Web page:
The software packager is exclusively responsible for the technical functionality of the package. He has to ensure the quality by suitable mechanisms that the package fulfills the requirements defined by the customer. The software packager checks the package on an appropriate reference system as close to production as possible and necessary for implementation of the specifications and technical operability.

Operational responsibility

The application packager is exclusively responsible for creating and testing the corresponding packages. All matters relating to the direct or indirect operation of an application are neither his responsibility nor his responsibility. In case of support, he represents an increased (2nd or 3rd level) support level of the application support.

Application responsibility

Each application in use has (ideally) an application owner (person / group or department). An application owner / product owner is the first point of contact for all matters relating to the application in productive use. He or she decides on the configuration of the application (often in cooperation with other IT departments or business units). In addition, the application owner is often involved in the procurement process, in which he or she evaluates the requested functionalities (in collaboration with the departments) and makes product recommendations as part of the procurement process.

Together with the packager, the application owner checks the application for executability and implementation of his specifications. Through the acceptance (which should take place in an appropriately archivable manner), the application owner assumes the operational responsibility for his application.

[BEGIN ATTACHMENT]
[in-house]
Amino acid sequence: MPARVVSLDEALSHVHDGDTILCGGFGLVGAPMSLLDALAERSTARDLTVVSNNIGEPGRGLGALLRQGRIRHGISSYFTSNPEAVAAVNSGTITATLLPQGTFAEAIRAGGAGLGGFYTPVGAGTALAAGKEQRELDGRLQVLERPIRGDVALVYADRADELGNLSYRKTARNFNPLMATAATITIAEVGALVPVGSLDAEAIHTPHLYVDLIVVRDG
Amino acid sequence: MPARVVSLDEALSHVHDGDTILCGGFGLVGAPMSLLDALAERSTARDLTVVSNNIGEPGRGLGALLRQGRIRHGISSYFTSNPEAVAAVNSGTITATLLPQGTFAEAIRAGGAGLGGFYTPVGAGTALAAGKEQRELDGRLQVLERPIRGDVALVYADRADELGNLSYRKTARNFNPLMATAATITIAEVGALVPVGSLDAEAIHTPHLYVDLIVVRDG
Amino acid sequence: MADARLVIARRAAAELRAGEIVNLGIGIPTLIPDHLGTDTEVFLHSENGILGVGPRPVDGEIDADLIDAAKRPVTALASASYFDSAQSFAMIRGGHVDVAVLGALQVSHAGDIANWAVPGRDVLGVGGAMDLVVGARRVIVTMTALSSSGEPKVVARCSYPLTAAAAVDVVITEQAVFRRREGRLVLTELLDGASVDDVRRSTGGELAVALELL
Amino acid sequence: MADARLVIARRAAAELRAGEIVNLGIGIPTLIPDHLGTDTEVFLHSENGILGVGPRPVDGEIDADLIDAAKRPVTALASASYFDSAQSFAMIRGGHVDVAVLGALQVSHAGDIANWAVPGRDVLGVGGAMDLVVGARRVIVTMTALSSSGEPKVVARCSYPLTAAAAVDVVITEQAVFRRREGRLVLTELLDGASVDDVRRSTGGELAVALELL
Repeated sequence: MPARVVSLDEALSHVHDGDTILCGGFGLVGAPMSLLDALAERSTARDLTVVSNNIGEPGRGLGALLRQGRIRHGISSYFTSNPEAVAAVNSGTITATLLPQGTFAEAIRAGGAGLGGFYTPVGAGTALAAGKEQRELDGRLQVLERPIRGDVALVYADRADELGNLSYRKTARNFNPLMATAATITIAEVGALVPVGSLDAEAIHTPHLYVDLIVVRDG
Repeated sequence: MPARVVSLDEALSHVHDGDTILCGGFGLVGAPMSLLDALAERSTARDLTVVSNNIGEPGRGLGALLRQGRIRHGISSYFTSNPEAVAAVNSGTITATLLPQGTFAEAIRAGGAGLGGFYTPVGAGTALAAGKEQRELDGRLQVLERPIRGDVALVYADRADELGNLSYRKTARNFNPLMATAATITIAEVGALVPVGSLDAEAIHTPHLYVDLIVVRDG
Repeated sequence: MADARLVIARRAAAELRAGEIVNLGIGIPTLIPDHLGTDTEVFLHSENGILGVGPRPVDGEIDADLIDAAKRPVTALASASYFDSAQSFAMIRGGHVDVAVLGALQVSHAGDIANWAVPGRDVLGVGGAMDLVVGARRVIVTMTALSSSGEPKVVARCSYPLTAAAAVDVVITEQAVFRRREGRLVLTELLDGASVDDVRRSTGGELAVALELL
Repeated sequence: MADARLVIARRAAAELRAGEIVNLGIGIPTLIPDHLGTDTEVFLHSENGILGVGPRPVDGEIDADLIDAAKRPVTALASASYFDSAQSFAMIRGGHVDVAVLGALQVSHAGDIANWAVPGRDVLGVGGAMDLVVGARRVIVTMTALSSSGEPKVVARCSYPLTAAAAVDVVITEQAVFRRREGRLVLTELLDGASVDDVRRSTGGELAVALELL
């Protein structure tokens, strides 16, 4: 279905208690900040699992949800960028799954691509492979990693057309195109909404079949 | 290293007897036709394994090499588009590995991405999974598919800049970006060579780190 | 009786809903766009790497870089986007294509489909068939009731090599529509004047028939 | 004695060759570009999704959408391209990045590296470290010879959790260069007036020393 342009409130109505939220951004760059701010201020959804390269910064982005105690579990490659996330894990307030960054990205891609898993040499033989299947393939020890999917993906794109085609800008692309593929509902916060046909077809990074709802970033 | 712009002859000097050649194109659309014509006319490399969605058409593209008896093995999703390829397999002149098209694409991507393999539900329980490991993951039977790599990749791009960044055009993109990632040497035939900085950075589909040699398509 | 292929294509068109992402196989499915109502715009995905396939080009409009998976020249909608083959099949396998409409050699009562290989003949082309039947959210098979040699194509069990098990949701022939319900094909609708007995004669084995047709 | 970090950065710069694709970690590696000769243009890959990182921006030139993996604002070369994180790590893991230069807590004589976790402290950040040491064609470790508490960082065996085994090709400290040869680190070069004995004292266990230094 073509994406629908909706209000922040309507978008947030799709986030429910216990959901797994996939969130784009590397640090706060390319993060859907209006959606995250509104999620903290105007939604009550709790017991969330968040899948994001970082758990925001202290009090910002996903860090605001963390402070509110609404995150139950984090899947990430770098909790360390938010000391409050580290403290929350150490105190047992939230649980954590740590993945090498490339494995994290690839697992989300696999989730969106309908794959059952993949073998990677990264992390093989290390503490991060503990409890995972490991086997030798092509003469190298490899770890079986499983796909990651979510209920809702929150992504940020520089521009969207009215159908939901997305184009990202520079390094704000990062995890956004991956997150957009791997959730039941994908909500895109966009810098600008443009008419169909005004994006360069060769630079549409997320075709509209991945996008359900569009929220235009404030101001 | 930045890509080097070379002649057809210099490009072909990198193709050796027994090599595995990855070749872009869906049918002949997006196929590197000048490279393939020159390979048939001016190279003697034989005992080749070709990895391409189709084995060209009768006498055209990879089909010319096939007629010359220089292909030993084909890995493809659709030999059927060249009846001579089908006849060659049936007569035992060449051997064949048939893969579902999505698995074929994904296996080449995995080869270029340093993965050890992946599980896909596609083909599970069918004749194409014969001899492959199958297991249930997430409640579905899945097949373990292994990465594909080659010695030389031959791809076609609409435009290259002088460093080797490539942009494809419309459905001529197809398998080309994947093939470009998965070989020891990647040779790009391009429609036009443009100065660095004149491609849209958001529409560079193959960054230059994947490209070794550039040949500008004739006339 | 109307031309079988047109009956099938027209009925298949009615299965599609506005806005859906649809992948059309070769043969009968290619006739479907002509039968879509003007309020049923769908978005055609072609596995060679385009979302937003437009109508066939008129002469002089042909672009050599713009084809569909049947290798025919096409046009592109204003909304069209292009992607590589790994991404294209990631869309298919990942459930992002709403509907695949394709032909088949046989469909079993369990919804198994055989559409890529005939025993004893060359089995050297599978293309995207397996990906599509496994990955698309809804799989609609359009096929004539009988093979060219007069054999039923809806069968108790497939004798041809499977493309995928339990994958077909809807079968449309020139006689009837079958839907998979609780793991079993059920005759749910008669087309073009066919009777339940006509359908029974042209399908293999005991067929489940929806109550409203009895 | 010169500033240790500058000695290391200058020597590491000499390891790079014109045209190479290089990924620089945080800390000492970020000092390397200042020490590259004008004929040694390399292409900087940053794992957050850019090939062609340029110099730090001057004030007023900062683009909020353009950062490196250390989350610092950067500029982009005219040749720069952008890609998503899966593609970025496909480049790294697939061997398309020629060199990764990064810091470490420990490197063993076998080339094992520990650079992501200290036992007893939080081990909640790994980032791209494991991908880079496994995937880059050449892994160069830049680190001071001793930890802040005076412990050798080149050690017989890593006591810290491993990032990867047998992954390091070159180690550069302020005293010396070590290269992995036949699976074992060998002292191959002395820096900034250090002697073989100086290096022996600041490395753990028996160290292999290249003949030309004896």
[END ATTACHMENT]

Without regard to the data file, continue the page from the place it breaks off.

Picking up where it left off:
While the application in production is the responsibility of the application owner, the installation routine (the package) should nevertheless remain the responsibility of the packager. At this point it should be noted that the package containing the application is in itself also an application.

Application packager and application manager in one person

Although it is not advisable, under certain circumstances there may be no other option than to combine the roles of application owner and packager. In this case, the software packager assumes the duties and responsibilities of the application owner. The risk of this constellation lies in the two different specialist profiles (application owner / software packager). Packaging a package requires in-depth knowledge of both systems engineering and automation technologies. Should the premise of "concentrating on the core business" be followed, the additional packaging or (conversely) application responsibility is a deviation from the core business. The consequence of this deviation is that either two specialist profiles must be lived (in the sense of mastered) or the core business is impaired by the other activity in each case.

Application packaging by external service providers